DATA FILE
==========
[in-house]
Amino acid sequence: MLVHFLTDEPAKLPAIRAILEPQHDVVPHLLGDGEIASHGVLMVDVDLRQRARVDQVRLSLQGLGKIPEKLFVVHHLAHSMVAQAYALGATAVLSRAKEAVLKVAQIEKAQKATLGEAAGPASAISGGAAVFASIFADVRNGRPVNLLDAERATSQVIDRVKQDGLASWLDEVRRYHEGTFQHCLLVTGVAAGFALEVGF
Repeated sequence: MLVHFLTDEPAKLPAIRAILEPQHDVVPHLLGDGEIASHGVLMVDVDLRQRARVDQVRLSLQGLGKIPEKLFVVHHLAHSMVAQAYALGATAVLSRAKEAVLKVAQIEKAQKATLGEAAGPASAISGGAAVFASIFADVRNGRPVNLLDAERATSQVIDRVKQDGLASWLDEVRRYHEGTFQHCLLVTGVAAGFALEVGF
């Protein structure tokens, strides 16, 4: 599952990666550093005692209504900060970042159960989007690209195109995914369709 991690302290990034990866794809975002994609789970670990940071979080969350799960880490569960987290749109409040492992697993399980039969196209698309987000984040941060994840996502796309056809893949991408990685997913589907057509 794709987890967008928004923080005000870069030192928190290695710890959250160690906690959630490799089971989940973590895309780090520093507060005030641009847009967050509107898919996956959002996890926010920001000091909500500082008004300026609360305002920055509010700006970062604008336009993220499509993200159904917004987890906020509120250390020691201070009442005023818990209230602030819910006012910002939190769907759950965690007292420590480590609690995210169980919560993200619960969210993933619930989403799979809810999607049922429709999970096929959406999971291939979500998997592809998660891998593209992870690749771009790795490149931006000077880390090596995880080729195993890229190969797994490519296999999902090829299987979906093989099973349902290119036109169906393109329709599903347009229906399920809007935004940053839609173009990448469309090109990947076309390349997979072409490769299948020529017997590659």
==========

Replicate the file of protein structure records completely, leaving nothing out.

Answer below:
[in-house]
Amino acid sequence: MLVHFLTDEPAKLPAIRAILEPQHDVVPHLLGDGEIASHGVLMVDVDLRQRARVDQVRLSLQGLGKIPEKLFVVHHLAHSMVAQAYALGATAVLSRAKEAVLKVAQIEKAQKATLGEAAGPASAISGGAAVFASIFADVRNGRPVNLLDAERATSQVIDRVKQDGLASWLDEVRRYHEGTFQHCLLVTGVAAGFALEVGF
Repeated sequence: MLVHFLTDEPAKLPAIRAILEPQHDVVPHLLGDGEIASHGVLMVDVDLRQRARVDQVRLSLQGLGKIPEKLFVVHHLAHSMVAQAYALGATAVLSRAKEAVLKVAQIEKAQKATLGEAAGPASAISGGAAVFASIFADVRNGRPVNLLDAERATSQVIDRVKQDGLASWLDEVRRYHEGTFQHCLLVTGVAAGFALEVGF
């Protein structure tokens, strides 16, 4: 599952990666550093005692209504900060970042159960989007690209195109995914369709 991690302290990034990866794809975002994609789970670990940071979080969350799960880490569960987290749109409040492992697993399980039969196209698309987000984040941060994840996502796309056809893949991408990685997913589907057509 794709987890967008928004923080005000870069030192928190290695710890959250160690906690959630490799089971989940973590895309780090520093507060005030641009847009967050509107898919996956959002996890926010920001000091909500500082008004300026609360305002920055509010700006970062604008336009993220499509993200159904917004987890906020509120250390020691201070009442005023818990209230602030819910006012910002939190769907759950965690007292420590480590609690995210169980919560993200619960969210993933619930989403799979809810999607049922429709999970096929959406999971291939979500998997592809998660891998593209992870690749771009790795490149931006000077880390090596995880080729195993890229190969797994490519296999999902090829299987979906093989099973349902290119036109169906393109329709599903347009229906399920809007935004940053839609173009990448469309090109990947076309390349997979072409490769299948020529017997590659």